One story describes the oppressive Ebola ‘siege’ in Sierra Leone

The World
Health workers remove the body a woman who died from the Ebola virus in the Aberdeen district of Freetown, Sierra Leone, on October 14, 2014.

The leaders of West African countries have called the fight against Ebola a war, and Tulip Mazumdar says that's right: Freetown, Sierra Leone, is "a city that is really under siege."

But even in a place where people tap their chests in greeting rather than touch other people, where deaths are a daily feature of life, one incident stands out for Mazumdar, a global health correspondent for the BBC.

Mazumdar and her crew rolled up to a treatment center in Freetown run by the Italian NGO, Emergency. They saw a car loaded with people, and one man stood out from the rest. He sat inside the car, obviously ill. "I'll never forget his eyes,” she says. “He had these red, bloodshot eyes. He looked confused, disorientated, he was sweating.”

His name was Francis Samuka, and he was clearly an Ebola victim. He sat waiting for treatment inside the car while his brother fanned him with a scarf.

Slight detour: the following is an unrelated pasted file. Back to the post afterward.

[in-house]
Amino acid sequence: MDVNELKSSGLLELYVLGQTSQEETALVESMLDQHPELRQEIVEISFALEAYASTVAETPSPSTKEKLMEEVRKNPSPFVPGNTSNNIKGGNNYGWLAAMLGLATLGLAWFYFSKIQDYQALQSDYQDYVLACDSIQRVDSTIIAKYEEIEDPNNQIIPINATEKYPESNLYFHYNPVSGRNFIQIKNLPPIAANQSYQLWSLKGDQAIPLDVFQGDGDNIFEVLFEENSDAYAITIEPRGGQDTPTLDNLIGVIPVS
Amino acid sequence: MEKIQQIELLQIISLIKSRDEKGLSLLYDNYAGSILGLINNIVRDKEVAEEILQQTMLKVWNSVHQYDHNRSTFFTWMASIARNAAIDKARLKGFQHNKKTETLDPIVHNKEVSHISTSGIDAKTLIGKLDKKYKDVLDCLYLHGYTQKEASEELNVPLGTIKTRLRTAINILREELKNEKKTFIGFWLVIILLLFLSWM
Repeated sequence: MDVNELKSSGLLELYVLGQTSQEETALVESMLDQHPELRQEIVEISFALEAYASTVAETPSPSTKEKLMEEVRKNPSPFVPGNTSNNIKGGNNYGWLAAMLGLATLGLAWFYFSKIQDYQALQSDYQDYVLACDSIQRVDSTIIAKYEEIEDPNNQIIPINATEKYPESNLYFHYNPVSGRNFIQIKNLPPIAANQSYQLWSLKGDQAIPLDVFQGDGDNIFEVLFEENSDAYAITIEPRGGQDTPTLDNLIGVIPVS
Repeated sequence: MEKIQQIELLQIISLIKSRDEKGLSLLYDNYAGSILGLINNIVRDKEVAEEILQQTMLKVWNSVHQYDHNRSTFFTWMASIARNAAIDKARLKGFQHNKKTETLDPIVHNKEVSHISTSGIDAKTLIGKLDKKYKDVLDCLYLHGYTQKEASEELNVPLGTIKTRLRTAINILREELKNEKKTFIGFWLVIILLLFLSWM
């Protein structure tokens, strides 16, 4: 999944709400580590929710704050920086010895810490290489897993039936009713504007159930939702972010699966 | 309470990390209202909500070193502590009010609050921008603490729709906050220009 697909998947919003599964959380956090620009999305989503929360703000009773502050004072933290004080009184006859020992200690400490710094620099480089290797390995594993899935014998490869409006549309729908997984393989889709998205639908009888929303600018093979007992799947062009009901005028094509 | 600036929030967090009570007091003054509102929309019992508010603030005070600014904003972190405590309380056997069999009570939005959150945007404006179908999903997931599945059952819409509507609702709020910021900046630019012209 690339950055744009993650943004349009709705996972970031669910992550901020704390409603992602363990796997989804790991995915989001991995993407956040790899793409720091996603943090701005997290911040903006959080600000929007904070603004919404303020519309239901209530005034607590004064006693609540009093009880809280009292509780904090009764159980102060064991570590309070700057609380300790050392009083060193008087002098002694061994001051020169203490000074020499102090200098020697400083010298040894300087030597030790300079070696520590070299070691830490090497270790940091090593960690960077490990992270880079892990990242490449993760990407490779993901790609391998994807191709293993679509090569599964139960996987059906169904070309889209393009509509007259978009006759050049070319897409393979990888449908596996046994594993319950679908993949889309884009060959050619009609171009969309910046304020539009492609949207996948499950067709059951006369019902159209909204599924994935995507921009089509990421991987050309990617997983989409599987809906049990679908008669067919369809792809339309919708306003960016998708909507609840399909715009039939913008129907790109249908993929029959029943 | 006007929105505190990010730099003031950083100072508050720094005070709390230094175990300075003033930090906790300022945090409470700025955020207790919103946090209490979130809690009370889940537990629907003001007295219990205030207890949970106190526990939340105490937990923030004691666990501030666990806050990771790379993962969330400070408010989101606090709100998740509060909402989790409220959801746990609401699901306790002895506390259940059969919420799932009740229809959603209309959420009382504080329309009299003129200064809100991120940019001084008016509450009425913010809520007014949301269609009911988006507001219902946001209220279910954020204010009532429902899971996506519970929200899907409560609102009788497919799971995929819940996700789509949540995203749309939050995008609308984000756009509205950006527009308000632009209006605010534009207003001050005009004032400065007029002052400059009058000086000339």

Outside the car stood three of his family members, begging at the gate for medics to treat Francis. Their pleading didn’t work: The treatment center was at capacity. “We don’t have a bed for your brother,” medics told the family.

"We watched that car leave the treatment center; they were going back into the community. Everybody in that car was at risk," Mazumdar says. "That is something that we happened to see that day, but that is happening day after day."

But not all news is bad. Sure enough, a bed opened up for Francis Samuka just an hour after the clinic turned him away, and he got a place in the isolation center.

But this is not a movie, rather a real-life moment in the middle of an epidemic that’s already killed thousands. And the next day, Francis Samuka joined the ranks of the dead.

This happens every day. It happens in Sierra Leone. It happens in Liberia. It happens in Guinea. "It’s a very difficult thing to report on," Mazumdar says. "And for the medics — above and beyond anybody else — they have to make those impossible decisions to send people away … The very people they are trying to help.”

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